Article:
We derive self-satisfaction from earning money. When we aren’t satisfying this need, it becomes our obsession. Yet, once we fulfill this need, as any psychiatrist will tell you, another need becomes paramount. Be it love, rest or play, we’re rarely, if ever, without want. Those with children, nine out of ten times, will tell you they make it all worthwhile, regardless of the sleepless nights. I’m not advocating that those who are unemployed grab the nearest baby they can find; that could be akin to building an ice sculpture on a hot plate of jelly. Still, it is about finding an objective and personal rewards.

Getting back up there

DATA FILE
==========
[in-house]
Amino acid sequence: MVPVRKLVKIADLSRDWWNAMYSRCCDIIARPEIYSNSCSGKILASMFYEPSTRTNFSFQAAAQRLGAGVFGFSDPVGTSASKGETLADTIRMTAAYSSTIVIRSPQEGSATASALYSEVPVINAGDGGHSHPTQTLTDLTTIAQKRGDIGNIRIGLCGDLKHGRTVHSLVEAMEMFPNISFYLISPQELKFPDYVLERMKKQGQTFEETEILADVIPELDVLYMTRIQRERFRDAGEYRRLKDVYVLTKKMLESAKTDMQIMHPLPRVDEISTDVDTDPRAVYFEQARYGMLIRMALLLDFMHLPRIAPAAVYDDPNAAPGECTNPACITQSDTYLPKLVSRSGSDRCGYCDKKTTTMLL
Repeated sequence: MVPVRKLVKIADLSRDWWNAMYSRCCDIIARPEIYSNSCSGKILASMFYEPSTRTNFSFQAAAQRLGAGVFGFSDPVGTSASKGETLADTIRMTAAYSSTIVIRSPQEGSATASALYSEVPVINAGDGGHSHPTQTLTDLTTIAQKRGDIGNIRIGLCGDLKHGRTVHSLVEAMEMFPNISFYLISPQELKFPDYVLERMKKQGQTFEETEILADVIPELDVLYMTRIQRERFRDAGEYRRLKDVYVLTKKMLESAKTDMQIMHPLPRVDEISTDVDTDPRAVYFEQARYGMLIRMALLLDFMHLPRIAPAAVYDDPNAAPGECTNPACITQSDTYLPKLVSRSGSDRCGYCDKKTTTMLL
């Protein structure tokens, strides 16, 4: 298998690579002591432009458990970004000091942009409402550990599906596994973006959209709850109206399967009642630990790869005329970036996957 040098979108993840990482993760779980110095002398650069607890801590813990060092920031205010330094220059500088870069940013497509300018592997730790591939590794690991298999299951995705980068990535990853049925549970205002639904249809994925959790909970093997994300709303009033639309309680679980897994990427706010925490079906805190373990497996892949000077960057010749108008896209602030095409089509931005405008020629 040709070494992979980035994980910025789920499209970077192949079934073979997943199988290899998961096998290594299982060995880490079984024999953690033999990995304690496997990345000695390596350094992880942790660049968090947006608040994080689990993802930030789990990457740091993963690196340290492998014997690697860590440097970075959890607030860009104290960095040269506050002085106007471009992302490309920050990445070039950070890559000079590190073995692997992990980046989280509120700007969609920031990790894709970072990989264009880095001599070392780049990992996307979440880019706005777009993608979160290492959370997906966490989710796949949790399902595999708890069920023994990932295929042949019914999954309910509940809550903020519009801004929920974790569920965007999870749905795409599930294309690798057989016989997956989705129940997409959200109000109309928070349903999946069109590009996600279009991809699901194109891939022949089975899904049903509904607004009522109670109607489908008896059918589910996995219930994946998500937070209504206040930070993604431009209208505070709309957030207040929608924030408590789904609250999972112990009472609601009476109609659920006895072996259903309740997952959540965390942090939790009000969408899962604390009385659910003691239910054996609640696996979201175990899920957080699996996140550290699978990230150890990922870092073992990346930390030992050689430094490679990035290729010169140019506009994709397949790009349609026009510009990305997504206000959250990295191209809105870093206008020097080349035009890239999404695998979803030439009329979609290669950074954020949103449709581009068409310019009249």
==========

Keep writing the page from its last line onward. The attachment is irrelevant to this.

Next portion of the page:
Traipsing through numerous amounts of job adverts needn’t be the sole direction of every single day. It disengages you from others. In an instant you develop an entirely selfish world, while also craving cross-communication; a grip with reality. Pick up the phone to call a friend, a sister, a parent or whoever. Actually listen to their story, their happenings, and their interpretation of the current economic climate. What’s more, listen to everything that’s not to do with recession. Attending a career conference last month, we were told to forget about the economic downturn. A little self-delusion goes a long way. If you can relate to another’s enjoyment of an animal, or the repetitive social shortcomings that ensue everyday life, you manage to reach out to the world. In this way, you step into a place of surroundings, of faces, of realities, and ultimately, of hope. It is from here that you begin to find your purpose.